Mathew Jacobson, manager of the Pew Environment Group's International Boreal Conservation Campaign in Quebec, issued the following statement today after the Quebec government introduced legislation to protect half of northern Quebec – nearly 600,000 square kilometers, an area about the size of France – from all industrial activity. The legislation is a part of Quebec's “Plan Nord,” a sustainable development initiative for the province's nearly 1.2-million-square-kilometer northern forest region (maps). The area is home to a significant portion of the Canadian boreal, the Earth's largest intact forest ecosystem and its largest storehouse of carbon.
“Quebec has introduced legislation today that would create the single largest land conservation initiative in history. If Quebec fulfills its commitment to working in partnership with aboriginal communities and implementing science-based ecological planning, the Plan Nord could create a new global model for sustainable development.”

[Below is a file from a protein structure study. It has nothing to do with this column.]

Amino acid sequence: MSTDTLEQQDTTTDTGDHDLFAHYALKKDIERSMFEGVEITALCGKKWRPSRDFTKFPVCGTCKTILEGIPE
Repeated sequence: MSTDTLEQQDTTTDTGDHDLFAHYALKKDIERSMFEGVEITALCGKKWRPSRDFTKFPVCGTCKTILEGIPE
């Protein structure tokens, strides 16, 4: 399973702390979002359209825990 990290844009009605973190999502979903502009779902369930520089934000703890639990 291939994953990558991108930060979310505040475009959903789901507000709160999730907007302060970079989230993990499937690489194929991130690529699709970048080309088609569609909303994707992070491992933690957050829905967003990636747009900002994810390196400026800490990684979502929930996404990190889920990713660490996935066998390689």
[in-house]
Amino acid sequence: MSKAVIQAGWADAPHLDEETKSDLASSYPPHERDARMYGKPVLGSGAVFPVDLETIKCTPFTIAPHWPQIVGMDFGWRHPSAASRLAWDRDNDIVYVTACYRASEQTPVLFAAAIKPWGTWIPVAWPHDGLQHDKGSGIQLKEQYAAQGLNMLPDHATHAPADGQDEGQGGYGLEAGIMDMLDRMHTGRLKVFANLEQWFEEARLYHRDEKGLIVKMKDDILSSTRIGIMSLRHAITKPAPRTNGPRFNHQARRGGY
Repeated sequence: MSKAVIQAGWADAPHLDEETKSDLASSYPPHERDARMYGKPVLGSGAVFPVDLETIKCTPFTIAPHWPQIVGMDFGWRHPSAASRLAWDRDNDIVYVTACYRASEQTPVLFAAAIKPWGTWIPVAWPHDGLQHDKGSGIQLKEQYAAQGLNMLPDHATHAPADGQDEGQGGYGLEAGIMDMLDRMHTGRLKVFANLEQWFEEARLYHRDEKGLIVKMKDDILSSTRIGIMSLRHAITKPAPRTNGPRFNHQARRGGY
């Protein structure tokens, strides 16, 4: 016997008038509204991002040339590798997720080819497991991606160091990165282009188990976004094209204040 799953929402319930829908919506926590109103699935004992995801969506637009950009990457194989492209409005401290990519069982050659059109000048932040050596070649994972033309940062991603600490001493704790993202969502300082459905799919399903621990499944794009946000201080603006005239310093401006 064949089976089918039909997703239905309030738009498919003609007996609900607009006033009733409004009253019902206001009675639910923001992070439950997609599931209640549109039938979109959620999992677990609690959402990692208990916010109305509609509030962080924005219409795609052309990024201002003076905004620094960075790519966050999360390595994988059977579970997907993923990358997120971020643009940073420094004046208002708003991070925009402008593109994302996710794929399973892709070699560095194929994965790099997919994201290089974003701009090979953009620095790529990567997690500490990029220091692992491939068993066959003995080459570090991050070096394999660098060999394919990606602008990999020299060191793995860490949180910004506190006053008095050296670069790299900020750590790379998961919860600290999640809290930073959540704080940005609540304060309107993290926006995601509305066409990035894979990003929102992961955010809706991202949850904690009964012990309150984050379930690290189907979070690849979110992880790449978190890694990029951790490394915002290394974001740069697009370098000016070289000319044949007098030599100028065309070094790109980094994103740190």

Legislation introduced in Quebec’s National Assembly today will codify strict protections for half of the province’s boreal territory. Those protections are part of Quebec Premier Jean Charest’s “Plan Nord,” a 25-year policy for Quebec’s boreal region. The plan will set aside half of the province’s boreal territory from all industrial activity; apply sustainable development standards to remaining areas and respect existing rights and treaties with aboriginal communities; and use ecological planning to determine which lands will be protected. The Plan Nord endorses extensive new mining and hydroelectric projects, as well as 80 billion Canadian dollars in public and private investments.
Map Credit: Quebec Government
Map Credit: Global Forest Watch Canada